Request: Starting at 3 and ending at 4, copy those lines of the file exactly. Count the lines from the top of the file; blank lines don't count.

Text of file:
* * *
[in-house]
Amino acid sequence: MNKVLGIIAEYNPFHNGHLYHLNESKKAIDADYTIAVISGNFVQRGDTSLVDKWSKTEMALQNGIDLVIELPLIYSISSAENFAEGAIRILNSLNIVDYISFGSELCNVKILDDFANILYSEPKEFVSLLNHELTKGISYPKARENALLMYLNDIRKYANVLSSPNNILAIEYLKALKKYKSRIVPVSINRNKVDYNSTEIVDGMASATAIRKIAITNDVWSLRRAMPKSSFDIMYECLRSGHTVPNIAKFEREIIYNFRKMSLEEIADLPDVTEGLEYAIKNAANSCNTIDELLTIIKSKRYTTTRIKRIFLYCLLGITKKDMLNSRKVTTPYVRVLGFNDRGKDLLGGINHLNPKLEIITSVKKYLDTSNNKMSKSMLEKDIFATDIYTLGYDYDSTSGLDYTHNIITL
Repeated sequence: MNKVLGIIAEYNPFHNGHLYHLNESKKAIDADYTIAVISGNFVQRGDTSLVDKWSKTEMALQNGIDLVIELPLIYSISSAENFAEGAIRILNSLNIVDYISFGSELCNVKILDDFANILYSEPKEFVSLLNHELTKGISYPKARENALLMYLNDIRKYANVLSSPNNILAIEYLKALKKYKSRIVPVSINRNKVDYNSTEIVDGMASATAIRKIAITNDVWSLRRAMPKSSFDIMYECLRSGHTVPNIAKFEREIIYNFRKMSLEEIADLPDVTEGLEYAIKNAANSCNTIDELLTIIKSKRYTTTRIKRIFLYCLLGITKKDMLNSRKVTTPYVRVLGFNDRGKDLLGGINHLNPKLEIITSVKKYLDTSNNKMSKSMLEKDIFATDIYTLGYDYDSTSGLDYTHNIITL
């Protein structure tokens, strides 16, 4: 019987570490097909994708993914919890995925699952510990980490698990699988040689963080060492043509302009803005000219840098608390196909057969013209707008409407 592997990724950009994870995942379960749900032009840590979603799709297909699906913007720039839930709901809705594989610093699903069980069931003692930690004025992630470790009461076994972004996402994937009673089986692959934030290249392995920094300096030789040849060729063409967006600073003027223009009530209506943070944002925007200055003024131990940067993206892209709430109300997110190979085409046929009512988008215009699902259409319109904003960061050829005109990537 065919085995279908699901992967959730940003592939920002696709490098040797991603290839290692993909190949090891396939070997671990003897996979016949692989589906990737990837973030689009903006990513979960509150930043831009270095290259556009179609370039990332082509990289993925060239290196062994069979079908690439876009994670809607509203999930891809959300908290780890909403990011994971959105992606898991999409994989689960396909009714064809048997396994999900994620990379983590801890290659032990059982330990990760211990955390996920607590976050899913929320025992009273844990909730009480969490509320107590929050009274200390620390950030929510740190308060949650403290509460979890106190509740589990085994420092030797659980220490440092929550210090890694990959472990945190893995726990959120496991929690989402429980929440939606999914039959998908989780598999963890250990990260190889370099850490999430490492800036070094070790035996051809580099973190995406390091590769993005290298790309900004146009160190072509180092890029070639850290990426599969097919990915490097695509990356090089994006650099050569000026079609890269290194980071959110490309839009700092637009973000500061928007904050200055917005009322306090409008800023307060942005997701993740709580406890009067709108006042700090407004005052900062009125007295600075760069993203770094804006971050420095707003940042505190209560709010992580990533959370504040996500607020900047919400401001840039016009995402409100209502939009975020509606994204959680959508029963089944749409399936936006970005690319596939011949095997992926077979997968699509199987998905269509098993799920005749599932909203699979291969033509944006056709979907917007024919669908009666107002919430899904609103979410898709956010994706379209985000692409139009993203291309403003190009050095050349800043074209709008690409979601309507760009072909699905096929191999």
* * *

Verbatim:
Repeated sequence: MNKVLGIIAEYNPFHNGHLYHLNESKKAIDADYTIAVISGNFVQRGDTSLVDKWSKTEMALQNGIDLVIELPLIYSISSAENFAEGAIRILNSLNIVDYISFGSELCNVKILDDFANILYSEPKEFVSLLNHELTKGISYPKARENALLMYLNDIRKYANVLSSPNNILAIEYLKALKKYKSRIVPVSINRNKVDYNSTEIVDGMASATAIRKIAITNDVWSLRRAMPKSSFDIMYECLRSGHTVPNIAKFEREIIYNFRKMSLEEIADLPDVTEGLEYAIKNAANSCNTIDELLTIIKSKRYTTTRIKRIFLYCLLGITKKDMLNSRKVTTPYVRVLGFNDRGKDLLGGINHLNPKLEIITSVKKYLDTSNNKMSKSMLEKDIFATDIYTLGYDYDSTSGLDYTHNIITL
């Protein structure tokens, strides 16, 4: 019987570490097909994708993914919890995925699952510990980490698990699988040689963080060492043509302009803005000219840098608390196909057969013209707008409407 592997990724950009994870995942379960749900032009840590979603799709297909699906913007720039839930709901809705594989610093699903069980069931003692930690004025992630470790009461076994972004996402994937009673089986692959934030290249392995920094300096030789040849060729063409967006600073003027223009009530209506943070944002925007200055003024131990940067993206892209709430109300997110190979085409046929009512988008215009699902259409319109904003960061050829005109990537 065919085995279908699901992967959730940003592939920002696709490098040797991603290839290692993909190949090891396939070997671990003897996979016949692989589906990737990837973030689009903006990513979960509150930043831009270095290259556009179609370039990332082509990289993925060239290196062994069979079908690439876009994670809607509203999930891809959300908290780890909403990011994971959105992606898991999409994989689960396909009714064809048997396994999900994620990379983590801890290659032990059982330990990760211990955390996920607590976050899913929320025992009273844990909730009480969490509320107590929050009274200390620390950030929510740190308060949650403290509460979890106190509740589990085994420092030797659980220490440092929550210090890694990959472990945190893995726990959120496991929690989402429980929440939606999914039959998908989780598999963890250990990260190889370099850490999430490492800036070094070790035996051809580099973190995406390091590769993005290298790309900004146009160190072509180092890029070639850290990426599969097919990915490097695509990356090089994006650099050569000026079609890269290194980071959110490309839009700092637009973000500061928007904050200055917005009322306090409008800023307060942005997701993740709580406890009067709108006042700090407004005052900062009125007295600075760069993203770094804006971050420095707003940042505190209560709010992580990533959370504040996500607020900047919400401001840039016009995402409100209502939009975020509606994204959680959508029963089944749409399936936006970005690319596939011949095997992926077979997968699509199987998905269509098993799920005749599932909203699979291969033509944006056709979907917007024919669908009666107002919430899904609103979410898709956010994706379209985000692409139009993203291309403003190009050095050349800043074209709008690409979601309507760009072909699905096929191999």